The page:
For the fifth year in a row, finance and insurance companies ranked first in the number of attacks globally, followed by manufacturing, which ranked eighth in 2019. In third place was utilities (power), up from ninth in 2019. Healthcare jumped from tenth in 2019 to seventh in 2020, driven by a slew of ransomware attacks against hospitals. All of which underlines the necessity to secure critical national infrastructure.

Amid the pandemic, many businesses sought to accelerate their cloud adoption. A Gartner survey notes that 70% of organisations using cloud services plan to increase their cloud spending during the pandemic. Global end-user spending on public cloud services is set to grow to US$304.9 billion (about RM1.2 trillion) this year, up 18.4% over 2020. Cloud attacks have therefore risen proportionately.

The biggest hack so far? In early 2015, a record £650 million (RM3.5 billion) was stolen from a hundred financial institutions worldwide allegedly by a gang of Russia-based hackers, who had spent two years planning the hit. The malware infected the banks’ intranets and clandestinely fed sensitive data, including emails and passwords, to hackers over months. While the criminals behind the attack were reportedly based in Russia, their scale was global, with banks in Japan, China, Europe and the US having been hit.

The hack was too sophisticated for its own good. The criminals could even get infected ATMs to dispense cash without an ATM card. An ATM in Ukraine suddenly spewed out cash without anyone being present. Cops called Kaspersky Labs to investigate, and it uncovered the scale, depth and audacity of the attack.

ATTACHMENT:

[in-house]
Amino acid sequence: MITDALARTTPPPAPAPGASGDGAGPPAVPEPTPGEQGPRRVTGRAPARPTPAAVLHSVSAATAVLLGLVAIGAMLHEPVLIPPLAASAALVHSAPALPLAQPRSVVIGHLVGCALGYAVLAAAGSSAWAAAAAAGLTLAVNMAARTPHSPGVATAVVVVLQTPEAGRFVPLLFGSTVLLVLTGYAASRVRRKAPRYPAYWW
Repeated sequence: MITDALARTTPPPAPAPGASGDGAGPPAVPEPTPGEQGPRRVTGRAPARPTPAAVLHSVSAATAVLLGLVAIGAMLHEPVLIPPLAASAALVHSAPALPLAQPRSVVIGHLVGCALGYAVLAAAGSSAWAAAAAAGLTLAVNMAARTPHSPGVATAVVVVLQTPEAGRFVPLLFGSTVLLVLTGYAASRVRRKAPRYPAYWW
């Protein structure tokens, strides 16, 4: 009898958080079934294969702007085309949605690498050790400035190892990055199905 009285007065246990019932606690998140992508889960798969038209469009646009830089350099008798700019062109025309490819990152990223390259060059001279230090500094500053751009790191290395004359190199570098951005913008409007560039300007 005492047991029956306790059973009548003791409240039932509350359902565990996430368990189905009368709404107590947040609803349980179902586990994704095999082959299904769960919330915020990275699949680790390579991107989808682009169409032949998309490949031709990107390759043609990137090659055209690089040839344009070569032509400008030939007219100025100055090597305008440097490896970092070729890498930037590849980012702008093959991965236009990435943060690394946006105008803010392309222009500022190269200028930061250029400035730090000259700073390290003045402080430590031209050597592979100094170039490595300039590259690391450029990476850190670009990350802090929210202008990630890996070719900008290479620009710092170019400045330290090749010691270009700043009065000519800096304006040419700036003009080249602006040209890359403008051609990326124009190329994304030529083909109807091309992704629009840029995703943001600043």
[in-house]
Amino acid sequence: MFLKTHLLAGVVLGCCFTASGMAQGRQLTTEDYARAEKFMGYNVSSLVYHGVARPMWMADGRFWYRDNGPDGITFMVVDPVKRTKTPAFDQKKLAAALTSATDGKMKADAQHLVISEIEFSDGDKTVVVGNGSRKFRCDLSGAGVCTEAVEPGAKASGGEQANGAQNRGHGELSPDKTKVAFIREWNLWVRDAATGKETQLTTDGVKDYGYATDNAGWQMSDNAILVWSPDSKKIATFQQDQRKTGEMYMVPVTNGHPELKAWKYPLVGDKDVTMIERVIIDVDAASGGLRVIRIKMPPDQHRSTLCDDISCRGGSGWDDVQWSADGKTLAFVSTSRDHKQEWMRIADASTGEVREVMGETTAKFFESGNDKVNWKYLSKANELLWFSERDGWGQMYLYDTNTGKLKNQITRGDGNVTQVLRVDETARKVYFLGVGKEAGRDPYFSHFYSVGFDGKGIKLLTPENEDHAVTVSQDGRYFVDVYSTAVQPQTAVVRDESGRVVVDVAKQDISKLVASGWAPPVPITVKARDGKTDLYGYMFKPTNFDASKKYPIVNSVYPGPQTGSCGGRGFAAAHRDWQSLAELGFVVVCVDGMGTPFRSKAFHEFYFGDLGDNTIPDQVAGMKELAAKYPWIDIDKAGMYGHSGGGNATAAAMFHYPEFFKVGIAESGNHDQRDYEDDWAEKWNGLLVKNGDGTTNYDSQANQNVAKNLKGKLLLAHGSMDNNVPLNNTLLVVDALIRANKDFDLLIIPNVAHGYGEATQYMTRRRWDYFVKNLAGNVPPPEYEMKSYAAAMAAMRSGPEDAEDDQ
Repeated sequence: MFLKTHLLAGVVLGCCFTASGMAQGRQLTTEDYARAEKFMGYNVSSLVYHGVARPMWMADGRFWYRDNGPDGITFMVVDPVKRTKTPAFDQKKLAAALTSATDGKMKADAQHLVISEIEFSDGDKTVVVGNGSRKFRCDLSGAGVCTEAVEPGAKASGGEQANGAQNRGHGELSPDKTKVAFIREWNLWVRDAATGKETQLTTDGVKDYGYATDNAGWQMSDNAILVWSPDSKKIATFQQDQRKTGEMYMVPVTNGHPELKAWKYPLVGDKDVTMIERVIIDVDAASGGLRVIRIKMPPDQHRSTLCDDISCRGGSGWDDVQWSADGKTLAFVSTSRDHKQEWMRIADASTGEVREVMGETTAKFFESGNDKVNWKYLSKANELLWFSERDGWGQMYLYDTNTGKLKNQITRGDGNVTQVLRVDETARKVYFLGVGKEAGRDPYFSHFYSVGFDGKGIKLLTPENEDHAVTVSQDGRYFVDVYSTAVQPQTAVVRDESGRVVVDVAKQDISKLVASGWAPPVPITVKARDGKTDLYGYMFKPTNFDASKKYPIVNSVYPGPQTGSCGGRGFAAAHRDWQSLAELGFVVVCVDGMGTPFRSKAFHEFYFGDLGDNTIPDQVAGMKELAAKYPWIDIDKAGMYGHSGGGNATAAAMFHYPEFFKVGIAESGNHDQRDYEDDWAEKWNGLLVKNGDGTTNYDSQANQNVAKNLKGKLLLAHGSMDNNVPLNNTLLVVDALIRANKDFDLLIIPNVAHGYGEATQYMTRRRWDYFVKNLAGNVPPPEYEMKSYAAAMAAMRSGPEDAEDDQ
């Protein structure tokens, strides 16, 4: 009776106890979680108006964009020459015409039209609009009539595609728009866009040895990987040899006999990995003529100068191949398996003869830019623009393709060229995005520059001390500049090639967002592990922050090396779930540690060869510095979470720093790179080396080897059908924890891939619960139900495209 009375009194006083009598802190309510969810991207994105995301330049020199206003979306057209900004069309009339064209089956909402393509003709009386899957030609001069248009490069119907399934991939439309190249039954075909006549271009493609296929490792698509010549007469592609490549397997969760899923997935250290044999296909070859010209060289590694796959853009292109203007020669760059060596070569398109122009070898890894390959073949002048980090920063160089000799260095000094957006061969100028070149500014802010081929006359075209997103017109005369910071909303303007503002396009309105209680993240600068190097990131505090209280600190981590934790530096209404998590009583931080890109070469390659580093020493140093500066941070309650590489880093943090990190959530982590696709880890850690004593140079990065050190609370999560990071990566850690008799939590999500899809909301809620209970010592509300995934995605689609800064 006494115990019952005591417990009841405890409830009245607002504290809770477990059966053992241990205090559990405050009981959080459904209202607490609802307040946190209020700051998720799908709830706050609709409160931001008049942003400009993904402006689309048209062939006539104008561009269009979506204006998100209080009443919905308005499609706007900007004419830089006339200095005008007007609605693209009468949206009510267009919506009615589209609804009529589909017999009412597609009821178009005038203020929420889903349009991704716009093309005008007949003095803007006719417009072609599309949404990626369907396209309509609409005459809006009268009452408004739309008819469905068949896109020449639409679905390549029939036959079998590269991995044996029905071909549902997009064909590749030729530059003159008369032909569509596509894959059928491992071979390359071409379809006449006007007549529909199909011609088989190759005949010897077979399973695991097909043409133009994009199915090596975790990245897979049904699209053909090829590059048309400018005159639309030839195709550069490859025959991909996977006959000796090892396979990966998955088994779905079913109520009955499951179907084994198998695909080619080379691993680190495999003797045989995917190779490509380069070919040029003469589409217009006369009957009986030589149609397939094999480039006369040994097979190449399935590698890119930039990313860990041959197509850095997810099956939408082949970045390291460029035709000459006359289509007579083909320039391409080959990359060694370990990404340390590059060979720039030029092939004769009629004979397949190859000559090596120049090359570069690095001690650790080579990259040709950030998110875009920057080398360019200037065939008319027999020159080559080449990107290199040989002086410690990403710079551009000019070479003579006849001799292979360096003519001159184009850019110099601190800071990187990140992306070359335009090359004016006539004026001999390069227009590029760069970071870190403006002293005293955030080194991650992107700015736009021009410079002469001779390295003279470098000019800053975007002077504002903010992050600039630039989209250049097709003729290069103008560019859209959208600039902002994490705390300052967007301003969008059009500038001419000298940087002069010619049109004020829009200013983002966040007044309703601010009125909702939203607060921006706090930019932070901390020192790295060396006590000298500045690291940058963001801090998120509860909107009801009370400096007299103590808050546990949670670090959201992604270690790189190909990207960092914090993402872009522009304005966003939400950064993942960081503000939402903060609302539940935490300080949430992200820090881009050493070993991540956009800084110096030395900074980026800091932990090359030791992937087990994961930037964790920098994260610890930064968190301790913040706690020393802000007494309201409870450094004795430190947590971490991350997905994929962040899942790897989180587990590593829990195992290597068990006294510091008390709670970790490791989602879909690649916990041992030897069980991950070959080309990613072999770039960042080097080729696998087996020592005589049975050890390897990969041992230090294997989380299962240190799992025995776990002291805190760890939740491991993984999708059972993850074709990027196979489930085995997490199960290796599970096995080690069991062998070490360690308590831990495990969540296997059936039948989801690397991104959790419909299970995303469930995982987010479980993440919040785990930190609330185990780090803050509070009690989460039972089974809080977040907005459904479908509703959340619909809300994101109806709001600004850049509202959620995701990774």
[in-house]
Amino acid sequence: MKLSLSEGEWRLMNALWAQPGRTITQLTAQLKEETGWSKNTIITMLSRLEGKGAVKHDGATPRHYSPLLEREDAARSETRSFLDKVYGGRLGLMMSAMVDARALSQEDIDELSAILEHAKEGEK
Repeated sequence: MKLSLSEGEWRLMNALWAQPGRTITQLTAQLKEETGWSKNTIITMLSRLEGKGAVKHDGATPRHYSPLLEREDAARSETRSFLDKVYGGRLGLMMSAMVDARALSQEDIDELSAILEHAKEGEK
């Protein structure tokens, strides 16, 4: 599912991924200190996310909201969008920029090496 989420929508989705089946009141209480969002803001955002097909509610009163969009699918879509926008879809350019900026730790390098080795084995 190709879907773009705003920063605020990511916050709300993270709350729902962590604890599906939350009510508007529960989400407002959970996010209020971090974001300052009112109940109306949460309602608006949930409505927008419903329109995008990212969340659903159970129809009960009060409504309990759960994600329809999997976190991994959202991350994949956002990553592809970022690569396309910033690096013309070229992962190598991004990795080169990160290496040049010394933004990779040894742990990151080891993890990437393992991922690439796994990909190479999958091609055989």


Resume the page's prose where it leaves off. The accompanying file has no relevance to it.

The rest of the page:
Malaysian moves
Malaysia has listed 10 sectors under CNII (critical national information infrastructure): banking and finance; energy; emergency services; food and agriculture; government services; health services; information and communications; national defence and security; transportation; and water.

Malaysia set up the National Cyber Security Agency or NACSA in February 2017 to secure and strengthen the country’s resilience in the face of cyberattacks. The agency coordinates expertise, collates resources and publishes the latest threats and vulnerabilities to help Malaysia-based businesses find and resolve them.

CyberSecurity Malaysia, under the Ministry of Communications and Multimedia, announced in February this year that it would partner with Huawei to set up a cybersecurity lab. “We’re developing a strategic collaboration framework in cybersecurity governance, talent development, and to establish cybersecurity standards and certification,” CyberSecurity Malaysia CEO Amirudin Abdul Wahab said. “The goal is to position Malaysia as the first regional cybersecurity centre of excellence.”

That goal is pertinent because Malaysia wants to get a 5G telecommunications network ready by end-2021. “We want to be among the first [of the] Asean member states to roll out 5G deployment — and not just limit ourselves to 5G test labs,” Communications and Multimedia Minister Datuk Saifuddin Abdullah said in February. “It is very important for investment, and this is where companies like Huawei will play a very significant role.”

The bottom line: Have you been hacked? Cybersecurity is a dynamic game, which the hacker and the hacked, the attacker and the attacked, play 24/7. It is a stealth game played in the shadows, sometimes with tools that turn employees against their employers without the employees knowing about it. Vigilance and tools — such as analytics and artificial intelligence and big data and business intelligence — must be deployed to mitigate the risks, halt the hackers, alert the authorities and keep cybercriminals out.

Since we started with a traditional tale, let’s also end with one. My friend returned home from his office one day and found his lock had been broken and some valuables stolen. He called the cops and waited. After a while, he also called for pizza delivery. “Face the reality, bro,” my friend texted me. “We live in a society where the pizza gets to your door before the cops do.”